The original story follows a very unique plot timeline by revealing the sequence of events in a form of a flashback. If you’ve read the novel, then you’d know exactly what I’m referring to. The first scene we are introduced to in the novel is the interrogation scene between our protagonist, Harley, and Chief Mansour that takes place in the police station. Very similarly, it’s also the first scene you see in the film. Then, just like in the novel, the story unfolds chronologically in one long flashback sequence circling back to the very beginning of the film again at the end.
Another major similarity is the characterization. Although in the novel, some of the characters, such as Callie and Amber, are physically described a bit differently than how the actors portraying them look (In the novel, Callie has brown hair vs. her blonde hair in the film; in the novel, Amber has reddish-blonde hair vs. her bleached blonde hair in the film; etc), every single cast member brought their corresponding character to life in such an authentic way. During the Q&A session after the screening at Tribeca, Tawni O’Dell herself thanked the cast for how well they treated these characters and for their genuine and spot-on portrayal. I mean, if that doesn’t tell you something, then I don’t know what will.
Alex brought out Harley’s naive and sympathetic personality so extremely well, it gave me chills quite a few times. Harley’s violence-filled and psychologically disruptive upbringing were direct implications for his troubled and misplaced character, and even though I had my own personal doubts about how Alex would manage to portray such a complex and troubled individual, he exceeded my expectations. To be wholeheartedly honest, he broke my heart with his tangible performance time and time again, and I can’t do much except applaud him for a job well done. Also, can I just quickly mention – on top of being in every single scene, the man still managed to direct a cinematically stunning film with numerous elaborate and exacting shots, and I still can’t wrap my mind around how he accomplished it so effortlessly.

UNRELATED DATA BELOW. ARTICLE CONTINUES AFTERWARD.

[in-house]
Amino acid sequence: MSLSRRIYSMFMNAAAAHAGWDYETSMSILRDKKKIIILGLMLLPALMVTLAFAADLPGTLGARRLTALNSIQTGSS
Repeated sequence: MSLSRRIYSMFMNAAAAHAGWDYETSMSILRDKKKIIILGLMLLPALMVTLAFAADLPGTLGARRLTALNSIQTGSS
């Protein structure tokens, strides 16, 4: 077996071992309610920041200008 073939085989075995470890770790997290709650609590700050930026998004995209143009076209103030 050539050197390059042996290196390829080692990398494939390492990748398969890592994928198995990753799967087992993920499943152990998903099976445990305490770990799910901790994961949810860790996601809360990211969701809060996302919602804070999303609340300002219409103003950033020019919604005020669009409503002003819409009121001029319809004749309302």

Alright, enough gushing about Alex’s talent, even though I could seriously go on all day. Let’s move on to the other, equally as well depicted, characters. Jennifer Morrison as Callie Mercer…wow. She’s just so good. I’m not exaggerating when I say that after seeing Jennifer as Callie, I can’t possibly imagine anyone else doing a better job. Knowing how big of a book lover she is, I wasn’t a bit surprised with the amount of details Jennifer managed to incorporate from the novel version of Callie into the on screen version. Every bit of energy and time she spent trying to make sure she got this character just right reflected so well in the final product. Callie’s such an elaborate character and so different from anything Jennifer’s ever done before, yet it feels like she’s been playing her for the entirety of her career. In the novel, the only insight we get into Callie’s character and life is what Harley chooses to reveal to the reader from his perspective, which I can see being an entirely difficult and limiting situation when it came to bringing the character to life on screen, yet it doesn’t seem like Jennifer had any issues. She managed to not only portray all of Callie’s written quirks, mannerisms, desires, and emotional complexity, but she also brought so much more than I expected to the character, making her a million times more layered than in the novel. Also, since we’re already on the topic and because I know a lot of you will be curious – no, the film didn’t change the ending of the book (Thankfully! I mean…could you imagine? I would have been downright pissed), and yes, it’s just as heartbreaking and infuriating.